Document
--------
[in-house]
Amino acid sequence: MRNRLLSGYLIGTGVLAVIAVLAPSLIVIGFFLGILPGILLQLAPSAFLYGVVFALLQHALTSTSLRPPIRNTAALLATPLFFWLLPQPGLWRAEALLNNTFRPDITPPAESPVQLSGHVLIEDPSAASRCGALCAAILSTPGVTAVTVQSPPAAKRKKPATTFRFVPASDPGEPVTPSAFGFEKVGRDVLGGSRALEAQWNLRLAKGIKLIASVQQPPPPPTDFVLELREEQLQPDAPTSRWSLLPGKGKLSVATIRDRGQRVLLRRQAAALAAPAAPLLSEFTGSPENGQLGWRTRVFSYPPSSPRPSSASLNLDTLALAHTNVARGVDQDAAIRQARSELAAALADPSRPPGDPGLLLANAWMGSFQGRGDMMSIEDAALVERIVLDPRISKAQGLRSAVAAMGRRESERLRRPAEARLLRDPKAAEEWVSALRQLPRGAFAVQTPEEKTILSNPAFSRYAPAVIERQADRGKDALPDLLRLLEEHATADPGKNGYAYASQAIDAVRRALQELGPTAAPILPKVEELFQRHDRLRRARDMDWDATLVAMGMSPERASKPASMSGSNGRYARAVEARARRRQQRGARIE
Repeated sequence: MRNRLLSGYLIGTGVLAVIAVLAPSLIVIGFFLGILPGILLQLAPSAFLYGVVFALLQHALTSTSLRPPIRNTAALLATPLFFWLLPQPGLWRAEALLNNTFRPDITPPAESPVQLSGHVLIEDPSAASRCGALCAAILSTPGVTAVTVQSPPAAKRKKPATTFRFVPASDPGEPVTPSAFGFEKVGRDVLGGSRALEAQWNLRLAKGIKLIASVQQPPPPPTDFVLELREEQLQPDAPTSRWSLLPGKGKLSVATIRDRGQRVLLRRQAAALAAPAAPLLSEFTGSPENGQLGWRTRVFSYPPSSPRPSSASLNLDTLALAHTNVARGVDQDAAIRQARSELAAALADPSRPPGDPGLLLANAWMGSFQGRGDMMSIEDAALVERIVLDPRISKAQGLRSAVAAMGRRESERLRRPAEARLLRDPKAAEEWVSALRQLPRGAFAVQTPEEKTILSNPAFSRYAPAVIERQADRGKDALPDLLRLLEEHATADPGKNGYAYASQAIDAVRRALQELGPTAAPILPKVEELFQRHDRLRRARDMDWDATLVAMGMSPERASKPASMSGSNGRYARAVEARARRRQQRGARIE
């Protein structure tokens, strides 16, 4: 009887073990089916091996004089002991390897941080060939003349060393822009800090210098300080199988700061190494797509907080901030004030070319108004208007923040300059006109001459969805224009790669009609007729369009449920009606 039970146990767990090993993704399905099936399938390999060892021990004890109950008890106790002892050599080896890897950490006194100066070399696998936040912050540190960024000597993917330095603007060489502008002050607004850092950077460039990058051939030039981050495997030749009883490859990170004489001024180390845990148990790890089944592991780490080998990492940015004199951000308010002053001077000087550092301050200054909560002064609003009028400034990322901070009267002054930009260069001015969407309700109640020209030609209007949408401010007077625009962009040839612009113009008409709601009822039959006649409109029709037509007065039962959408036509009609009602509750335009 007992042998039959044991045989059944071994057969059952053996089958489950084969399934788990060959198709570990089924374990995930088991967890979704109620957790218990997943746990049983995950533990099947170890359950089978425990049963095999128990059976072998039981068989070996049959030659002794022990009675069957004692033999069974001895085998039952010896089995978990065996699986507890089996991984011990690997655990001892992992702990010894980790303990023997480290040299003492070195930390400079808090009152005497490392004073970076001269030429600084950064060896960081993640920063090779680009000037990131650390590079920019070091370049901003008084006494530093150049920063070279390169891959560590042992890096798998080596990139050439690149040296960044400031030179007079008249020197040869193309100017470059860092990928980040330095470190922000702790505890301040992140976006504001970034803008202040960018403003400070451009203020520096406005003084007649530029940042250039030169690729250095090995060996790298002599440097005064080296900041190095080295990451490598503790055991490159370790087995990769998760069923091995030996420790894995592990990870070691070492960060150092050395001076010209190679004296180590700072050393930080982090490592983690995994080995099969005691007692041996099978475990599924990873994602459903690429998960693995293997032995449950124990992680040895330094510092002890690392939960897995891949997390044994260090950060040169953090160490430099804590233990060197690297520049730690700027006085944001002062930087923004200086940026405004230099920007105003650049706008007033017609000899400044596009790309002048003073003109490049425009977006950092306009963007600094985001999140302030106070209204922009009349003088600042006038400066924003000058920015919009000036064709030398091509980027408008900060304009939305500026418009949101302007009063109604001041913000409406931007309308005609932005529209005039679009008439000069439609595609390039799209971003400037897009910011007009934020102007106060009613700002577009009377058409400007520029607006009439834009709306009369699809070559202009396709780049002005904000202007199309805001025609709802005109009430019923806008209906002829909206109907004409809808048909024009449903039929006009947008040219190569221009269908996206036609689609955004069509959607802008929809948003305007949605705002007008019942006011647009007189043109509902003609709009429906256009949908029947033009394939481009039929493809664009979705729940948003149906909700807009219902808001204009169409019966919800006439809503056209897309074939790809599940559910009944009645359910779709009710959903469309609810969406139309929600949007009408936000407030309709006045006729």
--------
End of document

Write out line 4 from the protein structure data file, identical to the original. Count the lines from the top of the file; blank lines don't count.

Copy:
């Protein structure tokens, strides 16, 4: 009887073990089916091996004089002991390897941080060939003349060393822009800090210098300080199988700061190494797509907080901030004030070319108004208007923040300059006109001459969805224009790669009609007729369009449920009606 039970146990767990090993993704399905099936399938390999060892021990004890109950008890106790002892050599080896890897950490006194100066070399696998936040912050540190960024000597993917330095603007060489502008002050607004850092950077460039990058051939030039981050495997030749009883490859990170004489001024180390845990148990790890089944592991780490080998990492940015004199951000308010002053001077000087550092301050200054909560002064609003009028400034990322901070009267002054930009260069001015969407309700109640020209030609209007949408401010007077625009962009040839612009113009008409709601009822039959006649409109029709037509007065039962959408036509009609009602509750335009 007992042998039959044991045989059944071994057969059952053996089958489950084969399934788990060959198709570990089924374990995930088991967890979704109620957790218990997943746990049983995950533990099947170890359950089978425990049963095999128990059976072998039981068989070996049959030659002794022990009675069957004692033999069974001895085998039952010896089995978990065996699986507890089996991984011990690997655990001892992992702990010894980790303990023997480290040299003492070195930390400079808090009152005497490392004073970076001269030429600084950064060896960081993640920063090779680009000037990131650390590079920019070091370049901003008084006494530093150049920063070279390169891959560590042992890096798998080596990139050439690149040296960044400031030179007079008249020197040869193309100017470059860092990928980040330095470190922000702790505890301040992140976006504001970034803008202040960018403003400070451009203020520096406005003084007649530029940042250039030169690729250095090995060996790298002599440097005064080296900041190095080295990451490598503790055991490159370790087995990769998760069923091995030996420790894995592990990870070691070492960060150092050395001076010209190679004296180590700072050393930080982090490592983690995994080995099969005691007692041996099978475990599924990873994602459903690429998960693995293997032995449950124990992680040895330094510092002890690392939960897995891949997390044994260090950060040169953090160490430099804590233990060197690297520049730690700027006085944001002062930087923004200086940026405004230099920007105003650049706008007033017609000899400044596009790309002048003073003109490049425009977006950092306009963007600094985001999140302030106070209204922009009349003088600042006038400066924003000058920015919009000036064709030398091509980027408008900060304009939305500026418009949101302007009063109604001041913000409406931007309308005609932005529209005039679009008439000069439609595609390039799209971003400037897009910011007009934020102007106060009613700002577009009377058409400007520029607006009439834009709306009369699809070559202009396709780049002005904000202007199309805001025609709802005109009430019923806008209906002829909206109907004409809808048909024009449903039929006009947008040219190569221009269908996206036609689609955004069509959607802008929809948003305007949605705002007008019942006011647009007189043109509902003609709009429906256009949908029947033009394939481009039929493809664009979705729940948003149906909700807009219902808001204009169409019966919800006439809503056209897309074939790809599940559910009944009645359910779709009710959903469309609810969406139309929600949007009408936000407030309709006045006729």